I try to keep in contact with old candidates.   I network with them.    I communicate and partner with them.    I may not have the right job for them today but you never know what will be open tomorrow.  Staying in contact with candidates also helps me get candidate referrals.   Good candidates always seem to know other good candidates.  

If I am unable to help a candidate today and they need a job – ASAP, I refer them to other recruiters.  You never know who may be able to help them.  Networking and sharing candidates, ideas, procedures with other recruiters,  will make me a better recruiter and a better person.   And it helps the candidate who needs that job. 

Networking and sharing helps me identify the candidates and recruiters, who I want to partner with.  Are there Recruiters who help me and give me new ideas?  Of course there is.  Are there Recruiters who do not share?  Yep, there are those also. The ones that share and network, I feel will also be successful.

In short – there are a lot of good people out there and enough knowledge and networking to go around.  Try it and pay it forward.

Trust a recruiter – we can help make your interview count…

Part of my Job is to prepare you for the interview.   This includes Interview Prep and Debrief afterwards.   I understand that candidates do not interview every day – I do.    If you were just laid off from your job, after 15 years, that could mean, you have not interviewed in 15 years.   A lot has changed since then and you need to be prepared for your interview.  I can give you some helpful tips and suggestions that hopefully will help you get a second interview or better yet – the job.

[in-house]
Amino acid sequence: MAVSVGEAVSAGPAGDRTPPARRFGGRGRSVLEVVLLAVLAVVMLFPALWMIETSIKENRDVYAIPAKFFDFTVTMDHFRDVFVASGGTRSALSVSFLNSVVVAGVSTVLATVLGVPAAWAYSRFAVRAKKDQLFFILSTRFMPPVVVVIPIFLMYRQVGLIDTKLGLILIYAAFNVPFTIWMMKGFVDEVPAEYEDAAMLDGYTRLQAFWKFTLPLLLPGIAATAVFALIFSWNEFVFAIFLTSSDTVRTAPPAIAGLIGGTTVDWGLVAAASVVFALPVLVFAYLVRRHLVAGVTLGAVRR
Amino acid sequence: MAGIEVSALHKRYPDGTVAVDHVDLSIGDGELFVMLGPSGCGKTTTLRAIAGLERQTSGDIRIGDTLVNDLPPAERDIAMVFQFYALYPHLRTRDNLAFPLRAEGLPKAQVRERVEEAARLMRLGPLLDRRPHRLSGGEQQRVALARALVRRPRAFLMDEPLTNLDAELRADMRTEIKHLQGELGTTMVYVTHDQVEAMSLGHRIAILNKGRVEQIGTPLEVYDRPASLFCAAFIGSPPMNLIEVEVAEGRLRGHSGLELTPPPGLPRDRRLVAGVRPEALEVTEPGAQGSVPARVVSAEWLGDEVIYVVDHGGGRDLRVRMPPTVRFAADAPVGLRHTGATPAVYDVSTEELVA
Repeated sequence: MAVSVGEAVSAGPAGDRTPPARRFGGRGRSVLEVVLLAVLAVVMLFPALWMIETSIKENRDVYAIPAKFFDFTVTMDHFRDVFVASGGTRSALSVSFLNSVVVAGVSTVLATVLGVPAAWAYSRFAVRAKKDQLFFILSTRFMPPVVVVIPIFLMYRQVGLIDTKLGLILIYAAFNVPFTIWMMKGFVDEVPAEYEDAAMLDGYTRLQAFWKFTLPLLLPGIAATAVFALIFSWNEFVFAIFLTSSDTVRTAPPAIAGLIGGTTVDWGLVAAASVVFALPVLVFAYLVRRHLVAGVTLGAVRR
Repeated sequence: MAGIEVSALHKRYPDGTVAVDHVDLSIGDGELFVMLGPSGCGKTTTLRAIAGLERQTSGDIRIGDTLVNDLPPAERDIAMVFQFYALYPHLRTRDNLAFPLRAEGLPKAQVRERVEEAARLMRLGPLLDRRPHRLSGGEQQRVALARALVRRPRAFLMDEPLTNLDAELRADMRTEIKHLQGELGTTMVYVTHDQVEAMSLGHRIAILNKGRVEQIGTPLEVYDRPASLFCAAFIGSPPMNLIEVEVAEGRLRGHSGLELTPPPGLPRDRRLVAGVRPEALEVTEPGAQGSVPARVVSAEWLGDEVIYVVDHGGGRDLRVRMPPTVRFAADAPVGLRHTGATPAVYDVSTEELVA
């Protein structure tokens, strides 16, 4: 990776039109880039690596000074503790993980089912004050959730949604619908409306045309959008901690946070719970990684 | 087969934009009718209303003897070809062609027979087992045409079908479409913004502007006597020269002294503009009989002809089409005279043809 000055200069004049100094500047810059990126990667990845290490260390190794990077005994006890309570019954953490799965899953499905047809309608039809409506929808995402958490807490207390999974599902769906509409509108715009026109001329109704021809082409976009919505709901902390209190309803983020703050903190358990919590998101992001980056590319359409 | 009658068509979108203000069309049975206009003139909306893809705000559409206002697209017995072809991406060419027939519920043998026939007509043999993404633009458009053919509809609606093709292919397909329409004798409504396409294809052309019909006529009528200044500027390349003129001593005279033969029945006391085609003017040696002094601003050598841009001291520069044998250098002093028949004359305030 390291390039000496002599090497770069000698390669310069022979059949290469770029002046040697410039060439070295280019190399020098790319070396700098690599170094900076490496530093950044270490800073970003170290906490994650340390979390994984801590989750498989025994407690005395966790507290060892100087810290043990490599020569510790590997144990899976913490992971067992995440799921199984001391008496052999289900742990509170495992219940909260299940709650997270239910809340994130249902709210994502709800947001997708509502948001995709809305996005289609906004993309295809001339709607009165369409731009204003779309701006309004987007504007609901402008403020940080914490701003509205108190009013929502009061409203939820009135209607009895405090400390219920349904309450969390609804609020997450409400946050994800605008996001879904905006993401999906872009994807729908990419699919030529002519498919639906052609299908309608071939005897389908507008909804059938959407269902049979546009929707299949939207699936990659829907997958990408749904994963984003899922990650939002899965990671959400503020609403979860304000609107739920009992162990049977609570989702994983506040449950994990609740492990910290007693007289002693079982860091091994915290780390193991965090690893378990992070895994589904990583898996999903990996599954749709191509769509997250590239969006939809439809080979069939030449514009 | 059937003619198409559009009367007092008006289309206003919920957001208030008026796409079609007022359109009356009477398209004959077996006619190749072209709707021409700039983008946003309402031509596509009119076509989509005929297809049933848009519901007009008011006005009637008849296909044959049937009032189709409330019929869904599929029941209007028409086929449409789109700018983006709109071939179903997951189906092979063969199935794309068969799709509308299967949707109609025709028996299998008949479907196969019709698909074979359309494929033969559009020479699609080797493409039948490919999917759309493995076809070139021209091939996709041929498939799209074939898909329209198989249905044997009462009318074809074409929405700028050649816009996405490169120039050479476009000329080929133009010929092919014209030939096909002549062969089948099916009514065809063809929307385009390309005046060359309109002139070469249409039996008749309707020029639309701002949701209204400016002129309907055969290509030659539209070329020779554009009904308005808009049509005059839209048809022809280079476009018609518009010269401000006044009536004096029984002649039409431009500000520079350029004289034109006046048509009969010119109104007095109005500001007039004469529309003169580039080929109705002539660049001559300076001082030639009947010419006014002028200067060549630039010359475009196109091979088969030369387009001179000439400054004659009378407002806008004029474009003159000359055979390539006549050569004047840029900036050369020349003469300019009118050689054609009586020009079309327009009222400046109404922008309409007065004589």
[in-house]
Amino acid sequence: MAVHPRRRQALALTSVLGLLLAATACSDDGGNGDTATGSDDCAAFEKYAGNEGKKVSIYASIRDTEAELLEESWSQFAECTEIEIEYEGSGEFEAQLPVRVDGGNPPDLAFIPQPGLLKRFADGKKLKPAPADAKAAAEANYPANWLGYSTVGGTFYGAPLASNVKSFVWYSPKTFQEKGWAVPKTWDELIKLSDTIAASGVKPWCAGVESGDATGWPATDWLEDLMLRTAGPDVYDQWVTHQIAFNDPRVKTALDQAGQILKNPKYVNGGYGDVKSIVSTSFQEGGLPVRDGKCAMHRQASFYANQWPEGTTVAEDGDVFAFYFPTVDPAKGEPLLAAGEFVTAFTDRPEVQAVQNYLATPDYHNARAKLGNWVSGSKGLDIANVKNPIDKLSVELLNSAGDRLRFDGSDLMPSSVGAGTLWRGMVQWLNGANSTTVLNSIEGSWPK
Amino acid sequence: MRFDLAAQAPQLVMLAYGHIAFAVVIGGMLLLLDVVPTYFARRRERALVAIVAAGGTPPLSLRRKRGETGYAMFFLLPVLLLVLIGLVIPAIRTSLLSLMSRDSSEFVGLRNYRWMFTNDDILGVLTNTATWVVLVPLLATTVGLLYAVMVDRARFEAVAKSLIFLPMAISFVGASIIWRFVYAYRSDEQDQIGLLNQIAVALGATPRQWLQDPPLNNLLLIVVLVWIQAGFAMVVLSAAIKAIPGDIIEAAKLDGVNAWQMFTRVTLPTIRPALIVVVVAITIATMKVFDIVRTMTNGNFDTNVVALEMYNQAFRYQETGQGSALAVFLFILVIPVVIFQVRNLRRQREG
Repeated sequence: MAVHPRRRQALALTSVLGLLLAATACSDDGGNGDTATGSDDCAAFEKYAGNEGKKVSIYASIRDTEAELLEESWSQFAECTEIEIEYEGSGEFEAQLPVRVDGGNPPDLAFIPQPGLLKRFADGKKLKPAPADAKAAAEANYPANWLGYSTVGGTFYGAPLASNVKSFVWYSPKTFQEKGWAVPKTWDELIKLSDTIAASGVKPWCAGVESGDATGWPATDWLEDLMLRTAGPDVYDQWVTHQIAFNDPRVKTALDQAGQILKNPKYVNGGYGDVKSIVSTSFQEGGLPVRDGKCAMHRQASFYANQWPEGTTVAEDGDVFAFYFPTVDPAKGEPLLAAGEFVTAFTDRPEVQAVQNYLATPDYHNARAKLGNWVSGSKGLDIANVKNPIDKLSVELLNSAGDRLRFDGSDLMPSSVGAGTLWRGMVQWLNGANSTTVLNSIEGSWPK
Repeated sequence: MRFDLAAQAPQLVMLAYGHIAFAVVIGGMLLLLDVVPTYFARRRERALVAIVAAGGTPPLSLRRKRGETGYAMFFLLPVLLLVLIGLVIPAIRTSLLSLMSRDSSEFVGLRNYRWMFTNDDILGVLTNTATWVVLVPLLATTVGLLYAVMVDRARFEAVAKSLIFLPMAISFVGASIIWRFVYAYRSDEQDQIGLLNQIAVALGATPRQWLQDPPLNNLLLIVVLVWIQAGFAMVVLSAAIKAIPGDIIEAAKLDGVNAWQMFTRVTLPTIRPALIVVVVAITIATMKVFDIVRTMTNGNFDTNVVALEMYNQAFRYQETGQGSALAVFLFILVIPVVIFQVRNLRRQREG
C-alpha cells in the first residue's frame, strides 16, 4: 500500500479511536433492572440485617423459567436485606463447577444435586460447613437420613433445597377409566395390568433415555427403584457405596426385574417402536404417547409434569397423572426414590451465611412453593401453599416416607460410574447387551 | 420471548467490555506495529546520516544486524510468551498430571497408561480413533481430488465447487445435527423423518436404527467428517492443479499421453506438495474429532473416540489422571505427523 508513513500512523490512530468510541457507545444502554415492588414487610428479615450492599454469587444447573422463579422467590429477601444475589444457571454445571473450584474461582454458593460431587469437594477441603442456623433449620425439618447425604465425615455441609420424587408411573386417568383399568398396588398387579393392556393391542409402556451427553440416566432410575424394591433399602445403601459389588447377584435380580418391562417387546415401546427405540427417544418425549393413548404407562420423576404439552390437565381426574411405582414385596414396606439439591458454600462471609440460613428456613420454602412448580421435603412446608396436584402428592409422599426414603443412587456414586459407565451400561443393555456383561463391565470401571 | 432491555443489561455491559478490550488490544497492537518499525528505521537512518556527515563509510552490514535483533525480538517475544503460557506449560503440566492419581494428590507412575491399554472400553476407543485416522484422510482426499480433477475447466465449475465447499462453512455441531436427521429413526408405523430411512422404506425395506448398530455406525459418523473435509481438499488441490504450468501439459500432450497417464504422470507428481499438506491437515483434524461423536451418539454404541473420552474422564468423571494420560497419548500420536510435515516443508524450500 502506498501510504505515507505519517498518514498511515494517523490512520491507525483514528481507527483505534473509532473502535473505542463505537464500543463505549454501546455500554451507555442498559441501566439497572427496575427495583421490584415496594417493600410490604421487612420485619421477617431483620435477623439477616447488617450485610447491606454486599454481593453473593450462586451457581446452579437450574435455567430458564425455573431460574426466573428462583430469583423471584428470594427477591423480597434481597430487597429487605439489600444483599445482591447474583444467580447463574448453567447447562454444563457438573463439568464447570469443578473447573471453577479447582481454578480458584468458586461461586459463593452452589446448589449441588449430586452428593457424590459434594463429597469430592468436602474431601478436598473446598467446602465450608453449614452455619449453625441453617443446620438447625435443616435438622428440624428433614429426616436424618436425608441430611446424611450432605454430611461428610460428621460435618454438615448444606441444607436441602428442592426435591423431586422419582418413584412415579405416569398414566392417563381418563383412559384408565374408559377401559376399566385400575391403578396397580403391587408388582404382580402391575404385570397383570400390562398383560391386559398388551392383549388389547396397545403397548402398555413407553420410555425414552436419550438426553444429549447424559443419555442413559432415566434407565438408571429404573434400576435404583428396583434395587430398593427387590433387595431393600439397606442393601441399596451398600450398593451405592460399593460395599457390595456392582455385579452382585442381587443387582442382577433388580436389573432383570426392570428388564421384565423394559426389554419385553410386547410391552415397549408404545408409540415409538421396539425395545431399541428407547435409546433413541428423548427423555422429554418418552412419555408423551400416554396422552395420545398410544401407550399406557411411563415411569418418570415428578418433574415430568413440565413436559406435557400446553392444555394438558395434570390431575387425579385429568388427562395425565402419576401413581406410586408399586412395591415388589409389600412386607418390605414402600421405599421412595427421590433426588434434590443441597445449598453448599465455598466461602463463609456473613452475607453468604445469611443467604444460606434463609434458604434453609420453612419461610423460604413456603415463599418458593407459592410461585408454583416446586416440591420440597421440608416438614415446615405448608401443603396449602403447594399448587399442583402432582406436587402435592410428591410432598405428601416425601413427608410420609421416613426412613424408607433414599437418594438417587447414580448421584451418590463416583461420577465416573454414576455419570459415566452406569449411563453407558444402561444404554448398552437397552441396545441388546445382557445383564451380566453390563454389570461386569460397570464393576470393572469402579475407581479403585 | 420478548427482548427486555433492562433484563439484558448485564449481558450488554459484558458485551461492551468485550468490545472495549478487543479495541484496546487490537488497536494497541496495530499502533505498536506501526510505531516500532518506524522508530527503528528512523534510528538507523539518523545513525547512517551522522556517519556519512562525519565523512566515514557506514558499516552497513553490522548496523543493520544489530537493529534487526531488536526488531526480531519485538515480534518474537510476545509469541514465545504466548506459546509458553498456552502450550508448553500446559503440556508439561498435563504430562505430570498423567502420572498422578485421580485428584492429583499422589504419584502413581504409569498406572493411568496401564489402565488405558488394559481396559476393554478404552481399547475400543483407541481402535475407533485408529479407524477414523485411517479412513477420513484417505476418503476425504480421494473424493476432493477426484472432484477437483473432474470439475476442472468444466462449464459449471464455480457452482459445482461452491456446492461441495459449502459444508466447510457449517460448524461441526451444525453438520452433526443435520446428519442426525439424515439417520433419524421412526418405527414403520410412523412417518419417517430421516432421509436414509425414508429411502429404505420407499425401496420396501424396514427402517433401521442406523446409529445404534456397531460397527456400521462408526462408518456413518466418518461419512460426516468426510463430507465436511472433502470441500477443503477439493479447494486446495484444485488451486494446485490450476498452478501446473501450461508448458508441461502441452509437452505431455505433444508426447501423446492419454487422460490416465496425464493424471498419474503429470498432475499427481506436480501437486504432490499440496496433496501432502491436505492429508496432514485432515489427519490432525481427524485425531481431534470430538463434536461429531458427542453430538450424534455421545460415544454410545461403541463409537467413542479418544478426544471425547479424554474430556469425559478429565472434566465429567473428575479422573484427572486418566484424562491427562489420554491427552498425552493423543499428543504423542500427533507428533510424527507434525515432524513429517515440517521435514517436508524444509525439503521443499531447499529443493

Interview Prep.:

Before the interview you will have all the info. you will need to be successful.  You will have the complete job description, details on the job/company and my experiences working with them, as a recruiter.   I will ask you to do your own research on them and on the Hiring Managers.  We will then discuss what you found.    

We will discuss the questions you still have and how to ask them, along with asking some great follow-up questions at the end of the interview.   We will discuss how to answer salary questions, goal related questions and how to end the interview.

My goal is to make the interview as painless as possible and hopefully you were prepared and there were no surprises.   I will let you know what to expect from me, as your recruiter and what I expect from you, as my candidate.  

 

Interview Debrief:

After the interview, you should call me as soon as possible, while it is still fresh in your mind.    I am going to ask you 100 questions about the interview.   Questions like:  What time did you arrive?   How long were you in the interview?   With whom did you meet?   What questions did they ask?  How did you answer?   and so on…   I need to understand how the interview went and what was the vibe.   

The most important question I will ask following your interview is:  “Is this still a position you are interested in and if it meets your salary requirements, would you accept?”   I am looking for a YES or NO answer.   Anything else usually means it is not the right fit for you – for what ever reason.

We are a partner in this process and need to work as partners.   I have worked hard in sourcing, finding and recruiting you for the opportunity.   I will not let a bad interview stop me in getting you the job you want, need and dreamed of.